A new issue that has mounted in the past year is now there are so many instant messengers and depending on each individual they choose a messenger that they like the best. The famous instant messaging service providers are Yahoo Messenger, ICQ, Microsoft (Windows Live Messenger), AIM and AOL. Everybody have their own circle of friends added up in the instant messenger they use but what happens when people want to instant message someone who is not online in lets say your AOL messenger but is online on Yahoo Messenger. To do that you would have to sign in the Yahoo Messenger just to instant message that particular person because let’s face it we are now too lazy to actually give someone a buzz.
The marketplace grew so much in a couple of years that people are a member of atleast two networks. People have a dozen of instant message service providers signed in which fills up their entire taskbar and also makes the computer’s start up slower. Not all the people are on one single network as choices vary from person to person. You might be a huge fan of Windows Live Messenger but some people might not find it easy to use etc.
To try to put an end to this problem software developers thought that instant messaging should be decentralized in such a way that one single software or program enables a user to sign in into multiple instant message service providers rather than signing in different softwares for every network. How these softwares work? It uses GPG over SSL for encryption, and includes a console client, an X client, a server, and a simple Web-based client that enables decentralized instant messaging. Softwares like Trillian and Gaim allowed a user to decentralized instant messages. These software worked by having contrasting protocols inside the IM client application of different instant messengers like Windows Live Messenger, Yahoo Messenger, AIM, AOL and ICQ. Even if you would use a multi-network messenger a user is unable to sign into more than four network accounts. Somehow these softwares did not catch on a lot of people’s attention as mostly the files available to download from the internet were corrupted or had lots of bugs.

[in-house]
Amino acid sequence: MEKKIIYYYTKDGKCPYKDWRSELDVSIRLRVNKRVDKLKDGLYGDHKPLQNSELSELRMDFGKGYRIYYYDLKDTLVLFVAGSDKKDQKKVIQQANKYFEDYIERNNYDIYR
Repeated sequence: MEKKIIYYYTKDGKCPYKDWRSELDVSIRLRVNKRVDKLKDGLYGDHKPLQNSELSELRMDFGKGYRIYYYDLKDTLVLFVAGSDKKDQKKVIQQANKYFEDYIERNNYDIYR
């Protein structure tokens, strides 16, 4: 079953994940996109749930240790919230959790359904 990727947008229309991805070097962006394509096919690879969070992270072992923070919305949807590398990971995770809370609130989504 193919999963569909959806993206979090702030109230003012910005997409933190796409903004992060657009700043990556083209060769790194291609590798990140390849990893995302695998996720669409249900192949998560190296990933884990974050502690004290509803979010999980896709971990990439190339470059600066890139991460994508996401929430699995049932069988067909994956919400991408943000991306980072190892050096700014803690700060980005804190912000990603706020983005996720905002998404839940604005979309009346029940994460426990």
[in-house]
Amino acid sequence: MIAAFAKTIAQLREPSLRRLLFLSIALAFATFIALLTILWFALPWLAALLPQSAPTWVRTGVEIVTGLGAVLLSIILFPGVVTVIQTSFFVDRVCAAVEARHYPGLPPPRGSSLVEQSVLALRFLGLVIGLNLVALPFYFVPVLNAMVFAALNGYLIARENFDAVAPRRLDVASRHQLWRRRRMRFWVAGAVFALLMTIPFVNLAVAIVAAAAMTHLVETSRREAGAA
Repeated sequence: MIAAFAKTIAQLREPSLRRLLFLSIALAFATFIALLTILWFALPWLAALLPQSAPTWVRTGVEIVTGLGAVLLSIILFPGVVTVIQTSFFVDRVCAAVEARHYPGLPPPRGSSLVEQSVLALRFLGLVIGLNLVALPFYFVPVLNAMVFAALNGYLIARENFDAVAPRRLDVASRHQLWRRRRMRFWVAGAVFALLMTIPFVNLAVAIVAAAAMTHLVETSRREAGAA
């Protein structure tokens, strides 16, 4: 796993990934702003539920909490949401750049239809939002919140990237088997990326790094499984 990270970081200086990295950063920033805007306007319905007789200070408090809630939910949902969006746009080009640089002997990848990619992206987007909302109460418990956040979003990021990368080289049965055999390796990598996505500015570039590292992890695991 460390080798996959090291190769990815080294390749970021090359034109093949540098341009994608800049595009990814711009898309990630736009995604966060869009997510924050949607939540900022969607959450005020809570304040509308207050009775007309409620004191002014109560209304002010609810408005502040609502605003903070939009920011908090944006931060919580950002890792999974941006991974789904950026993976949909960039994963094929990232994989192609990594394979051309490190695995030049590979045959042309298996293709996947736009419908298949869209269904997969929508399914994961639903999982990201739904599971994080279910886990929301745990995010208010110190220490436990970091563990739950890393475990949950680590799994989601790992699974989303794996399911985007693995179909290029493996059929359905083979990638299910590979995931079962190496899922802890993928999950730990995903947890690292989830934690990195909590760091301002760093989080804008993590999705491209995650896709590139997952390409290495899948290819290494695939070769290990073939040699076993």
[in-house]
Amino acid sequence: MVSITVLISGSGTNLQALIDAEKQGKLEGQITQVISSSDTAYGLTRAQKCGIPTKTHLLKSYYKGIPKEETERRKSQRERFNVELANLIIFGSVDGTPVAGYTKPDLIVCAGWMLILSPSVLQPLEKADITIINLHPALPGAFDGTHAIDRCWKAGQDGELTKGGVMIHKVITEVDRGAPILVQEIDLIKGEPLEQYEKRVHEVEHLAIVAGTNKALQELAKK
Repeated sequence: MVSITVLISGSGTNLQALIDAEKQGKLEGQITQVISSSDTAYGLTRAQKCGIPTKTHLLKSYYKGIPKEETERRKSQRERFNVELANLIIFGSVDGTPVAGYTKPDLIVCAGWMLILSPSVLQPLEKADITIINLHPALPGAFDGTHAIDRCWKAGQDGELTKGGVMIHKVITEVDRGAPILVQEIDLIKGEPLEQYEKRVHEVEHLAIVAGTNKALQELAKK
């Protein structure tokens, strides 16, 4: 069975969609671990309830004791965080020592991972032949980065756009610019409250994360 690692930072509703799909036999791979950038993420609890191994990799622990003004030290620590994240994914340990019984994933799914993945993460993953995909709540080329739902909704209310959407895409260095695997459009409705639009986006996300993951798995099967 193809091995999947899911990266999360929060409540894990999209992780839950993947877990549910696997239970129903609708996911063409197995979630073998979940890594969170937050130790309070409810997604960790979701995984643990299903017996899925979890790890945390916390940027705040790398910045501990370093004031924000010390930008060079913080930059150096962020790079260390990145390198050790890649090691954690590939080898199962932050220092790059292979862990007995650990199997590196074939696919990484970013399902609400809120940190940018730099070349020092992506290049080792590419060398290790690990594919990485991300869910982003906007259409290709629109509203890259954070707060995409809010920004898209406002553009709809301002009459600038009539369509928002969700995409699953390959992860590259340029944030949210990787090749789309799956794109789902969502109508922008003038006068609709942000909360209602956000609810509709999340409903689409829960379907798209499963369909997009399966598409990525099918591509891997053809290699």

A software that might solve this problem of yours is yeemp. This is a decentralized instant messaging system. The clients include support for Cyrillic, Japanese and Ogham input, as well as direct UTF-8. Yeemp includes a server, a command-line client, an X client and a simple Web-based client. The clients can also use the AIM and ICQ protocols. To get this software you may visit http://directory.fsf.org/project/yeemp/.